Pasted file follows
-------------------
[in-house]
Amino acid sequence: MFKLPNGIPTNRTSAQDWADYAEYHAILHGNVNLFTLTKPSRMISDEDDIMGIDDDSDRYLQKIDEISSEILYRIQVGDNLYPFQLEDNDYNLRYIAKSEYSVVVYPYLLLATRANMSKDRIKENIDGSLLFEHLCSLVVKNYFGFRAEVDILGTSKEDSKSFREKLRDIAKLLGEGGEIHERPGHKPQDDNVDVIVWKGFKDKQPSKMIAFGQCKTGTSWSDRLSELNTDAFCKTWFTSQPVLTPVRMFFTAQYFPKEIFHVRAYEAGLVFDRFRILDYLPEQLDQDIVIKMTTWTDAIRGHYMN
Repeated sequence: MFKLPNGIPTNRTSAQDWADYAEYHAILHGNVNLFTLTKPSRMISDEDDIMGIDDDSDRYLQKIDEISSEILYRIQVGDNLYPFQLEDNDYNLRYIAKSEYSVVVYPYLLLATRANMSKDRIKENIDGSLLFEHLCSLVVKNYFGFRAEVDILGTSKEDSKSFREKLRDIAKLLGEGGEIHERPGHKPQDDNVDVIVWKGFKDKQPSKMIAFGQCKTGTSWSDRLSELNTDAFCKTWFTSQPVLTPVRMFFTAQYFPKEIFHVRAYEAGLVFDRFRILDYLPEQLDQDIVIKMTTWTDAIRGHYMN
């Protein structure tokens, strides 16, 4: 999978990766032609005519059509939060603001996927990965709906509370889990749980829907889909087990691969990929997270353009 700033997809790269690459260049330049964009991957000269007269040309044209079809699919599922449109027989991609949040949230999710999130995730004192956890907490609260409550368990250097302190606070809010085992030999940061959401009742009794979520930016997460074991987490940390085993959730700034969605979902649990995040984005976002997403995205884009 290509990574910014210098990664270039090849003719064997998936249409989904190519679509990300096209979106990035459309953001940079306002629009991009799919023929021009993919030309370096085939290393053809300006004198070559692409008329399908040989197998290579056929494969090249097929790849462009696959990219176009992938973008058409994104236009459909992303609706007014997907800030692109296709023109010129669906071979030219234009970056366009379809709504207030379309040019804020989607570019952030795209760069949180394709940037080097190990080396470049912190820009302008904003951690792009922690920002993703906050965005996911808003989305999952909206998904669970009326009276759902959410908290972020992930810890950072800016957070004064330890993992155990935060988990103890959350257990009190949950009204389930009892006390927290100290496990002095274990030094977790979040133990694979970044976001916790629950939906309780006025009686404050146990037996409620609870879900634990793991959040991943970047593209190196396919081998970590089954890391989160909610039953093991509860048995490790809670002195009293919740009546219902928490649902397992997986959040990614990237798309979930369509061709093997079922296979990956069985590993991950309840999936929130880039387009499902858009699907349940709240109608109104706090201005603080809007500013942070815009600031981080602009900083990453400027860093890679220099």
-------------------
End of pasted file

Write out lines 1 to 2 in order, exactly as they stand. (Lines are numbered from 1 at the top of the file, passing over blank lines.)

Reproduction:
[in-house]
Amino acid sequence: MFKLPNGIPTNRTSAQDWADYAEYHAILHGNVNLFTLTKPSRMISDEDDIMGIDDDSDRYLQKIDEISSEILYRIQVGDNLYPFQLEDNDYNLRYIAKSEYSVVVYPYLLLATRANMSKDRIKENIDGSLLFEHLCSLVVKNYFGFRAEVDILGTSKEDSKSFREKLRDIAKLLGEGGEIHERPGHKPQDDNVDVIVWKGFKDKQPSKMIAFGQCKTGTSWSDRLSELNTDAFCKTWFTSQPVLTPVRMFFTAQYFPKEIFHVRAYEAGLVFDRFRILDYLPEQLDQDIVIKMTTWTDAIRGHYMN